Bill Davenhall presented the formula for good health as “genetics + lifestyle + environment = [health] risks” in his October 2009 TEDMED talk. The basic principle is for one to improve overall health, one must reduce health risks. Physicians routinely ask patients numerous questions about genetics and lifestyle, such as family, medication, surgical, and allergy histories, but rarely, if ever, consider the environmental component, a term Davenhall coins as geomedicine.
The environmental component is difficult to define, but Davenhall boils it down to places you have lived and where you typically spend most of you time (at work, traveling, at home, etc.). Current research and established databases measure a multitude of environmental factors, and doctors have the ability to overlay maps of patients’ environments with, for example, toxic release inventories monitored by the EPA. Doctors can then make inferences about susceptibility, schedule appropriate screenings and tests, and monitor symptoms for geo-specific health conditions like breast cancer or lung disease. In addition, they can provide patients with recommendations for reducing environmental risks.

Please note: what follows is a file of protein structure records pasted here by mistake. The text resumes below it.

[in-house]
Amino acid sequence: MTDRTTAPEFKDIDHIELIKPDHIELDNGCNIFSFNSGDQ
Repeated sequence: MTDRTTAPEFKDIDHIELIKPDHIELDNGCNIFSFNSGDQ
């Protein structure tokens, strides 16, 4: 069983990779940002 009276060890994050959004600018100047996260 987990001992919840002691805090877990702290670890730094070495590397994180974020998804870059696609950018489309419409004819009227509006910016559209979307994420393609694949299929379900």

Davenhall proposes adding a “place history” to the physician questionnaires and incorporating this data into electronic health records. This will allow for easy analysis and help health professionals and researchers understand larger environmental trends and risks and, in turn, work to mitigate these risks to improve the health of all people.
How do you think your past environments and current environment are influencing your health?